The pharmacokinetic disposition of intravenous aciclovir is not affected by dose, duration or frequency of administration. Steady-state plasma aciclovir concentrations in immunocompromised patients (6.7 to 20.6 mg/L after intravenous doses of 2.5 to 15.0 mg/kg every 8 hours) are similar to those obtained with equivalent single doses. Absorption of oral aciclovir is slow and variable, with a bioavailability of 15 to 30%. There is no systemic absorption of topical aciclovir from the ointment, but 30 to 50% of the drug reaches the basal epidermis in cutaneous infections treated with the cream formulation, and substantial intraocular penetration occurs with the ophthalmic ointment.

Orally or intravenously administered aciclovir is distributed to a wide range of tissues and fluids, crosses the placenta and accumulates in breast milk. Plasma protein binding is 9 to 33%, and is independent of plasma aciclovir concentrations. Drug interactions appear to be scarce. Area under the plasma concentration-time curve values and elimination half-life are increased when aciclovir and probenecid are coadministered.

The main metabolite, 9-carboxymethoxymethyl guanine, accounts for about 14% of a dose and is pharmacologically inactive. Since the main route of elimination is via renal excretion, kidney dysfunction affects plasma concentrations, extent of metabolism and rate of elimination of the drug. The elimination half-life in adults with normal renal function is 2 to 3 hours, extending to about 20 hours in patients with end-stage renal failure. The half-life in dialysis patients is 6 to 10 hours, but is prolonged to 13 to 18 hours during continuous ambulatory peritoneal dialysis. In neonates, total body clearance is reduced and elimination half-life is increased to up to 5 hours.

Therapeutic Efficacy

In Immunocompetent Patients

Double-blind placebo-controlled studies in immunocompetent patients have demonstrated the efficacy of intravenous (5 mg/kg 3 times daily), oral (200mg 5 times daily) and topical (applied 4 to 6 times daily) aciclovir initiated within 4 days of the first symptoms of HSV perigenital infection. The duration of viral shedding and time to complete healing of lesions are significantly reduced, particularly in the primary episode. Topical aciclovir is less effective in ameliorating symptoms than are the other formulations. Comparison of topical aciclovir arid intramuscular interferon-α has demonstrated no significant differences in the treatment of primary genital herpes infection, with a trend in favour of aciclovir in parameters involving time to healing, pain, and viral response. The rate of recurrence of infection is not affected by initial treatment with aciclovir.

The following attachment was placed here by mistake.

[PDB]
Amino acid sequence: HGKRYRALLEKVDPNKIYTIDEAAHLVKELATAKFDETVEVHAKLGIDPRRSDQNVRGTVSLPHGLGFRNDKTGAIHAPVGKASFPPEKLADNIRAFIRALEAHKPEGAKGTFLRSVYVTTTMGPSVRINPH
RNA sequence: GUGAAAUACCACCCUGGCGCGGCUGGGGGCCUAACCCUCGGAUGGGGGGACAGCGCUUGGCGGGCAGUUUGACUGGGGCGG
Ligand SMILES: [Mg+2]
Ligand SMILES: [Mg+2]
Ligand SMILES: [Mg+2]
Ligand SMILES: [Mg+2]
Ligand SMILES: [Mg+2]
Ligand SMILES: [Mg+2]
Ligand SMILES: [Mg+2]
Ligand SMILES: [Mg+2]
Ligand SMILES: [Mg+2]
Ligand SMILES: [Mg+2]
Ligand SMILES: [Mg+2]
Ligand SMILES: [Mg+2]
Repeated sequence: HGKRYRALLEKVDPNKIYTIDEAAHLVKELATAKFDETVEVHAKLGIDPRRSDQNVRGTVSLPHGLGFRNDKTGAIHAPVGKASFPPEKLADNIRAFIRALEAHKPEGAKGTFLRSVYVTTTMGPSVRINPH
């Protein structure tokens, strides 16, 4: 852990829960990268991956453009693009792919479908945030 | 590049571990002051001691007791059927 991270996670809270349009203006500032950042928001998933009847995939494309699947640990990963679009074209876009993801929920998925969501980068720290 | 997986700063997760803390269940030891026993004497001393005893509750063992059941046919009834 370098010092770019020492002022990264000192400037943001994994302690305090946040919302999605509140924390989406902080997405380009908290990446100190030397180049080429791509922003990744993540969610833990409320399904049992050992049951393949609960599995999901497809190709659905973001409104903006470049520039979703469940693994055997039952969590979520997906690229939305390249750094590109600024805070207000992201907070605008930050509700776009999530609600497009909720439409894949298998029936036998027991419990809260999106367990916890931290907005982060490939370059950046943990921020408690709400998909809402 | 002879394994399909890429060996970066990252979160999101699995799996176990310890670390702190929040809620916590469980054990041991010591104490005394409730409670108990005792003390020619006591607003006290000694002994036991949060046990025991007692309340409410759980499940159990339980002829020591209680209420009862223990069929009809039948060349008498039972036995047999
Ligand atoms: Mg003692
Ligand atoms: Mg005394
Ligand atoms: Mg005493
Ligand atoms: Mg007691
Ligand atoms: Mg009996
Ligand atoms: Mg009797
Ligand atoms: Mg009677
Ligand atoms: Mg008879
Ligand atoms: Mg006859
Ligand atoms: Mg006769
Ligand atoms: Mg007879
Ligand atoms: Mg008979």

Most well-controlled trials have shown complete suppression of genital herpes recurrence in 71 to 88% of immunocompetent patients, using prophylaxis with oral aciclovir 800 to 1000 mg/day for up to 2 years. Pretreatment recurrence rates returned on discontinuation of aciclovir. Complete suppression of recurrence for 5 years has been achieved in 20% of patients on aciclovir prophylaxis (800 to 1600 mg/day). Two well-controlled trials have demonstrated a clear advantage for oral aciclovir over oral inosine pranobex in the suppression of recurrent genital HSV infection.

Oral aciclovir therapy causes significant improvements in recurrent orofacial and cutaneous infections if begun as early as possible after reactivation. Prophylaxis with topical, and especially oral, aciclovir reduces the severity and frequency of orofacial and cutaneous HSV recurrence during treatment. Reductions in symptoms are small with topical treatment of recurrent orofacial herpes in immunocornpetent patients.